The cells of all plants, bacteria and fungi have a rigid, protective covering outside the plasma membrane called cell wall. The presence of cell wall in plant cells distinguishes them from animal cells. Among the vascular plants only certain cells connected with the reproductive processes, are naked, all other cells have walls. The cell wall was first observed by Hooke in the year 1865 in cork cells. Originally it was thought that the cell wall was a non-living secretion of the protoplasm, but now it is known to be metabolically active and is capable of growth and at least during its growth, contains protoplasmic material.
Formation of the cell wall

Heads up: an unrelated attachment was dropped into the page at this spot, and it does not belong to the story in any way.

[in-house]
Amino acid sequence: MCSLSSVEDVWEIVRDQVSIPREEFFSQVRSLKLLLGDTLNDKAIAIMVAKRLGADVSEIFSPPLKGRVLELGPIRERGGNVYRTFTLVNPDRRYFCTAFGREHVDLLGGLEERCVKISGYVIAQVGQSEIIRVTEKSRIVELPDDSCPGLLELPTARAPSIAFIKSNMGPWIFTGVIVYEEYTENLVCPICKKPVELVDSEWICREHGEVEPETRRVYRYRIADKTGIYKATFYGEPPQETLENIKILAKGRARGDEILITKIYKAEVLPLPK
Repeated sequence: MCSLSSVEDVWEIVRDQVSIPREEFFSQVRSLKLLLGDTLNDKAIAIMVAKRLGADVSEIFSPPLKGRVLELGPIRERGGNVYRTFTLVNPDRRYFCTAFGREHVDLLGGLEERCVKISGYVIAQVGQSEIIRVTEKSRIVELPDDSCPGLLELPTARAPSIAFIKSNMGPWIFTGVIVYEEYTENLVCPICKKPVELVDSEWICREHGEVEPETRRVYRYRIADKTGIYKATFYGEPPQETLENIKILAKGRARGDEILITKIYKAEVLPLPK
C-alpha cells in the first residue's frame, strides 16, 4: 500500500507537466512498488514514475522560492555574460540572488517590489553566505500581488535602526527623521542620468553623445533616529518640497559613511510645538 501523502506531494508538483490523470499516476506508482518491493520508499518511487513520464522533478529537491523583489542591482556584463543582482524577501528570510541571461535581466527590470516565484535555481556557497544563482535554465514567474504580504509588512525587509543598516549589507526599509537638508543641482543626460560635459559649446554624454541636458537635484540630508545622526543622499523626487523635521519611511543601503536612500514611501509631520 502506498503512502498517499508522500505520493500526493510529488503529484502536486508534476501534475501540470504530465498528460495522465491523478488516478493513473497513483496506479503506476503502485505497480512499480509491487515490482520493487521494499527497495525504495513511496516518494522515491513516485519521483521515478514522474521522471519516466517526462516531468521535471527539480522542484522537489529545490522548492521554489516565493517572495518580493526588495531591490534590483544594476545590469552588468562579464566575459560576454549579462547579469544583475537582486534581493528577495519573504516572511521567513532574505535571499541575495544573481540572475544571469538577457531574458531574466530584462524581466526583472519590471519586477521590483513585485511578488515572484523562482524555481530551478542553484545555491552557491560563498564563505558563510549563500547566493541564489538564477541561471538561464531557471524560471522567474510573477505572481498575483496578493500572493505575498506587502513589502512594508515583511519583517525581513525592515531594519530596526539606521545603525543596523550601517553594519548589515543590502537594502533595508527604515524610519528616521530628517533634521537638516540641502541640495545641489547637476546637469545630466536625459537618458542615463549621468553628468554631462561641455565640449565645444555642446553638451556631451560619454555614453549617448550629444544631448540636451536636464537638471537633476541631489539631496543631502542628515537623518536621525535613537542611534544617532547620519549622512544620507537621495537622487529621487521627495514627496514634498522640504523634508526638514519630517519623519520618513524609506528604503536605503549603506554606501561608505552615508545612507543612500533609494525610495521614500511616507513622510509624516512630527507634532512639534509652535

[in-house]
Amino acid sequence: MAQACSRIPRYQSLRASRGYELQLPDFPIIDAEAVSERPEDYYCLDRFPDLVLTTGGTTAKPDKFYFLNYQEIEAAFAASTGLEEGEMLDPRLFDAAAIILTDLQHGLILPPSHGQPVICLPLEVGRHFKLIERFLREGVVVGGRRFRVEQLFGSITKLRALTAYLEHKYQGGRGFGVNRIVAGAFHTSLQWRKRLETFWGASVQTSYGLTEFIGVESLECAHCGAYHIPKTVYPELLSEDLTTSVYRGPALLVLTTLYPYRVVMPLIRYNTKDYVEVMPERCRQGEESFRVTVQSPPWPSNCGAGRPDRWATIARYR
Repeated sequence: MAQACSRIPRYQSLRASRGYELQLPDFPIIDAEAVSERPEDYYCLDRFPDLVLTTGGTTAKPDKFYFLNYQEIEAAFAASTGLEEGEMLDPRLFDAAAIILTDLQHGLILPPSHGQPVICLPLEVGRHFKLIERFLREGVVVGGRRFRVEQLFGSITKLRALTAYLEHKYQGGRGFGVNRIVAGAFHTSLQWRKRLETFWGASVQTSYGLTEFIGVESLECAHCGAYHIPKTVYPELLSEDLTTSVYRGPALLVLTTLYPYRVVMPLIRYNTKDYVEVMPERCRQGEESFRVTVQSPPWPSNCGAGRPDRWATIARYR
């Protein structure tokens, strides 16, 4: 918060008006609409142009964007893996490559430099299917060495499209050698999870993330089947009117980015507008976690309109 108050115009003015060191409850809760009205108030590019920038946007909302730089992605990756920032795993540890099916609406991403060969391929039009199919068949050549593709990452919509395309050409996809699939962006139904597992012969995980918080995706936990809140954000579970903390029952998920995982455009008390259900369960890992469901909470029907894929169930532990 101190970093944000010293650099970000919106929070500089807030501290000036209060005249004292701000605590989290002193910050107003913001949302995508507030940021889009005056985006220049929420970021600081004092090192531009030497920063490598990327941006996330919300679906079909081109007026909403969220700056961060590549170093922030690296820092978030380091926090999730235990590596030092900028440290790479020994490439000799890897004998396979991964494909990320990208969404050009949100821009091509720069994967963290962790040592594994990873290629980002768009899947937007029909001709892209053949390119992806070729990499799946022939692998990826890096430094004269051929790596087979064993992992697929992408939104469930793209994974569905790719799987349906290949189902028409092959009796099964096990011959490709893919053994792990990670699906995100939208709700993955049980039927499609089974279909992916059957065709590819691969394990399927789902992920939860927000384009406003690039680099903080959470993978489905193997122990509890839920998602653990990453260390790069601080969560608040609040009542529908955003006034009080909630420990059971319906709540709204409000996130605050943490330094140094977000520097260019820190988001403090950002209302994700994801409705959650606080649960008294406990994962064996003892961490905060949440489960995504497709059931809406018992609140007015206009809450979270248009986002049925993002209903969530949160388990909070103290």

During the telophasic stage of mitosis, the phragmoplast widens and becomes barrel shaped. At the same time, on the equatorial plane the cell plate i.e the first evident partition between the daughter protoplasts, begins to form inside the phragmoplast. In the area where the cell plate forms, the fibres of the phragmoplast become indistinct and are restricted to the circumference of the cell plate. When the cell plate is completely formed the phargmoplast disappears completely. At this stage thin lamellae are laid down by the daughter protoplasts on both the sides of the cell plate. The cell plate gradually undergoes changes to form the intercellular substances referred to as the middle lamella.